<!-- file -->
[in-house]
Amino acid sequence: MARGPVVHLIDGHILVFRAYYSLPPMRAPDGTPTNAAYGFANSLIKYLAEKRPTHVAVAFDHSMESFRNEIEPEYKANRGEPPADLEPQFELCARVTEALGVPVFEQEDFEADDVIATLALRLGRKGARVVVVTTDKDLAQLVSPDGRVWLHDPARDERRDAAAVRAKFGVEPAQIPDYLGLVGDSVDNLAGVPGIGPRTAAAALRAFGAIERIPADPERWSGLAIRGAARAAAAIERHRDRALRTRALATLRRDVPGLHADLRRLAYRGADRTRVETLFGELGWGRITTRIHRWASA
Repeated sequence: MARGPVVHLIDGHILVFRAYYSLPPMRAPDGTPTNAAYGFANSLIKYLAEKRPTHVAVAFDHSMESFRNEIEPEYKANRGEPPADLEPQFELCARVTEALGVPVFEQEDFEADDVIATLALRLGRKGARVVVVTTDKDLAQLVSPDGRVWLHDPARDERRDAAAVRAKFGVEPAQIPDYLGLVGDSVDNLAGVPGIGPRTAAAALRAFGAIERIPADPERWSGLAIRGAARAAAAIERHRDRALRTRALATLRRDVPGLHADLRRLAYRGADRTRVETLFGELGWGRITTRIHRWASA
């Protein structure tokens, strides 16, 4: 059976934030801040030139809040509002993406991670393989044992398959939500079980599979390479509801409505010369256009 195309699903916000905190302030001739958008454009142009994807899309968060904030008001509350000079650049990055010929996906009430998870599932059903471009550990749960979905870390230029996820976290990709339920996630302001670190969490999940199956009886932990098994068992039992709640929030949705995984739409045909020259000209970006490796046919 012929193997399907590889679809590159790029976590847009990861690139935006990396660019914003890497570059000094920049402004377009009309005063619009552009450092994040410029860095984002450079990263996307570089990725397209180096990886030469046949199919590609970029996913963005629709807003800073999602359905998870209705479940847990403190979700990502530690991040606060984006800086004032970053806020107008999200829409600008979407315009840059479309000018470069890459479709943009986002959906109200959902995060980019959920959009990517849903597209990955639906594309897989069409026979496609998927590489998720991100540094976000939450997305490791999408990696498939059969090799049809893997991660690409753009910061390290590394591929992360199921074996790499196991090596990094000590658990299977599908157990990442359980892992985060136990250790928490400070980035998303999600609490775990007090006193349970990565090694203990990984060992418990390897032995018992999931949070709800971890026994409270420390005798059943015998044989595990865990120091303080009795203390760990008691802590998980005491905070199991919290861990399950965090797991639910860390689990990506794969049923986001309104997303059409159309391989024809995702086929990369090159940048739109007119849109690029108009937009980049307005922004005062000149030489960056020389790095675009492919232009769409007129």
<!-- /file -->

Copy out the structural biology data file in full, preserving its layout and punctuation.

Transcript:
[in-house]
Amino acid sequence: MARGPVVHLIDGHILVFRAYYSLPPMRAPDGTPTNAAYGFANSLIKYLAEKRPTHVAVAFDHSMESFRNEIEPEYKANRGEPPADLEPQFELCARVTEALGVPVFEQEDFEADDVIATLALRLGRKGARVVVVTTDKDLAQLVSPDGRVWLHDPARDERRDAAAVRAKFGVEPAQIPDYLGLVGDSVDNLAGVPGIGPRTAAAALRAFGAIERIPADPERWSGLAIRGAARAAAAIERHRDRALRTRALATLRRDVPGLHADLRRLAYRGADRTRVETLFGELGWGRITTRIHRWASA
Repeated sequence: MARGPVVHLIDGHILVFRAYYSLPPMRAPDGTPTNAAYGFANSLIKYLAEKRPTHVAVAFDHSMESFRNEIEPEYKANRGEPPADLEPQFELCARVTEALGVPVFEQEDFEADDVIATLALRLGRKGARVVVVTTDKDLAQLVSPDGRVWLHDPARDERRDAAAVRAKFGVEPAQIPDYLGLVGDSVDNLAGVPGIGPRTAAAALRAFGAIERIPADPERWSGLAIRGAARAAAAIERHRDRALRTRALATLRRDVPGLHADLRRLAYRGADRTRVETLFGELGWGRITTRIHRWASA
């Protein structure tokens, strides 16, 4: 059976934030801040030139809040509002993406991670393989044992398959939500079980599979390479509801409505010369256009 195309699903916000905190302030001739958008454009142009994807899309968060904030008001509350000079650049990055010929996906009430998870599932059903471009550990749960979905870390230029996820976290990709339920996630302001670190969490999940199956009886932990098994068992039992709640929030949705995984739409045909020259000209970006490796046919 012929193997399907590889679809590159790029976590847009990861690139935006990396660019914003890497570059000094920049402004377009009309005063619009552009450092994040410029860095984002450079990263996307570089990725397209180096990886030469046949199919590609970029996913963005629709807003800073999602359905998870209705479940847990403190979700990502530690991040606060984006800086004032970053806020107008999200829409600008979407315009840059479309000018470069890459479709943009986002959906109200959902995060980019959920959009990517849903597209990955639906594309897989069409026979496609998927590489998720991100540094976000939450997305490791999408990696498939059969090799049809893997991660690409753009910061390290590394591929992360199921074996790499196991090596990094000590658990299977599908157990990442359980892992985060136990250790928490400070980035998303999600609490775990007090006193349970990565090694203990990984060992418990390897032995018992999931949070709800971890026994409270420390005798059943015998044989595990865990120091303080009795203390760990008691802590998980005491905070199991919290861990399950965090797991639910860390689990990506794969049923986001309104997303059409159309391989024809995702086929990369090159940048739109007119849109690029108009937009980049307005922004005062000149030489960056020389790095675009492919232009769409007129």